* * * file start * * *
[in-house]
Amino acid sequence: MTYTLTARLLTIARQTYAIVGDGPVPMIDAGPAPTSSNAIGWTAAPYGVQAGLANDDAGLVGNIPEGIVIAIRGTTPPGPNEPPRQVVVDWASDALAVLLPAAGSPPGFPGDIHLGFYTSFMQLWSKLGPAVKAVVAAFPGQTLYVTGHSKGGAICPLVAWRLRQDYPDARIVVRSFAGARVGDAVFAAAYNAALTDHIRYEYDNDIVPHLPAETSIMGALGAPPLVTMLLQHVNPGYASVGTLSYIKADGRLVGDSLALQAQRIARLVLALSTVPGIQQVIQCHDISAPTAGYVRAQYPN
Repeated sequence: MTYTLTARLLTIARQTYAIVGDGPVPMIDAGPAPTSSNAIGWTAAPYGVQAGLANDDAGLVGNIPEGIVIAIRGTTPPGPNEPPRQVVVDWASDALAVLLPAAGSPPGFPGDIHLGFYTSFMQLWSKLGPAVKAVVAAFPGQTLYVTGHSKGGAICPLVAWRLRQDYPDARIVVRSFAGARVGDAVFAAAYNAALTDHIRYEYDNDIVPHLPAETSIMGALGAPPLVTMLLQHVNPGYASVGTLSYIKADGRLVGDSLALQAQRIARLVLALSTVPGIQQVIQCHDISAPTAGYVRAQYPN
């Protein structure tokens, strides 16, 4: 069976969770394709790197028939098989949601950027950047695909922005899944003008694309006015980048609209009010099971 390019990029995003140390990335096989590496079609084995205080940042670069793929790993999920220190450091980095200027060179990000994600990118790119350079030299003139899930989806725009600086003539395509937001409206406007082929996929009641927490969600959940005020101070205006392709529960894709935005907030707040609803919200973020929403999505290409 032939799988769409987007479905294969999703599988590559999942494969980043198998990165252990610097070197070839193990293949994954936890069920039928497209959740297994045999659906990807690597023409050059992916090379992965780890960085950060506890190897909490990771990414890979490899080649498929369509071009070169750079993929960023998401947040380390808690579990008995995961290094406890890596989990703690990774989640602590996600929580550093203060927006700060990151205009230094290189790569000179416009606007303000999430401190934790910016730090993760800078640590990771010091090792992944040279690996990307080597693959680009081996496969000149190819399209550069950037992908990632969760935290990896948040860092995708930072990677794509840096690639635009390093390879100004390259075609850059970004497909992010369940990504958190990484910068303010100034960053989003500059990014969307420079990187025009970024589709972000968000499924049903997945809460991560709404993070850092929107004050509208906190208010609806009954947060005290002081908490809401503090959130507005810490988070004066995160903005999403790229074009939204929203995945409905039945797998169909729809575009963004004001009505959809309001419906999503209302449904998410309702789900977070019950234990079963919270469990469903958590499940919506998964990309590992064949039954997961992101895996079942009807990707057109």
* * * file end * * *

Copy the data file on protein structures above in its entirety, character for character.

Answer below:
[in-house]
Amino acid sequence: MTYTLTARLLTIARQTYAIVGDGPVPMIDAGPAPTSSNAIGWTAAPYGVQAGLANDDAGLVGNIPEGIVIAIRGTTPPGPNEPPRQVVVDWASDALAVLLPAAGSPPGFPGDIHLGFYTSFMQLWSKLGPAVKAVVAAFPGQTLYVTGHSKGGAICPLVAWRLRQDYPDARIVVRSFAGARVGDAVFAAAYNAALTDHIRYEYDNDIVPHLPAETSIMGALGAPPLVTMLLQHVNPGYASVGTLSYIKADGRLVGDSLALQAQRIARLVLALSTVPGIQQVIQCHDISAPTAGYVRAQYPN
Repeated sequence: MTYTLTARLLTIARQTYAIVGDGPVPMIDAGPAPTSSNAIGWTAAPYGVQAGLANDDAGLVGNIPEGIVIAIRGTTPPGPNEPPRQVVVDWASDALAVLLPAAGSPPGFPGDIHLGFYTSFMQLWSKLGPAVKAVVAAFPGQTLYVTGHSKGGAICPLVAWRLRQDYPDARIVVRSFAGARVGDAVFAAAYNAALTDHIRYEYDNDIVPHLPAETSIMGALGAPPLVTMLLQHVNPGYASVGTLSYIKADGRLVGDSLALQAQRIARLVLALSTVPGIQQVIQCHDISAPTAGYVRAQYPN
């Protein structure tokens, strides 16, 4: 069976969770394709790197028939098989949601950027950047695909922005899944003008694309006015980048609209009010099971 390019990029995003140390990335096989590496079609084995205080940042670069793929790993999920220190450091980095200027060179990000994600990118790119350079030299003139899930989806725009600086003539395509937001409206406007082929996929009641927490969600959940005020101070205006392709529960894709935005907030707040609803919200973020929403999505290409 032939799988769409987007479905294969999703599988590559999942494969980043198998990165252990610097070197070839193990293949994954936890069920039928497209959740297994045999659906990807690597023409050059992916090379992965780890960085950060506890190897909490990771990414890979490899080649498929369509071009070169750079993929960023998401947040380390808690579990008995995961290094406890890596989990703690990774989640602590996600929580550093203060927006700060990151205009230094290189790569000179416009606007303000999430401190934790910016730090993760800078640590990771010091090792992944040279690996990307080597693959680009081996496969000149190819399209550069950037992908990632969760935290990896948040860092995708930072990677794509840096690639635009390093390879100004390259075609850059970004497909992010369940990504958190990484910068303010100034960053989003500059990014969307420079990187025009970024589709972000968000499924049903997945809460991560709404993070850092929107004050509208906190208010609806009954947060005290002081908490809401503090959130507005810490988070004066995160903005999403790229074009939204929203995945409905039945797998169909729809575009963004004001009505959809309001419906999503209302449904998410309702789900977070019950234990079963919270469990469903958590499940919506998964990309590992064949039954997961992101895996079942009807990707057109």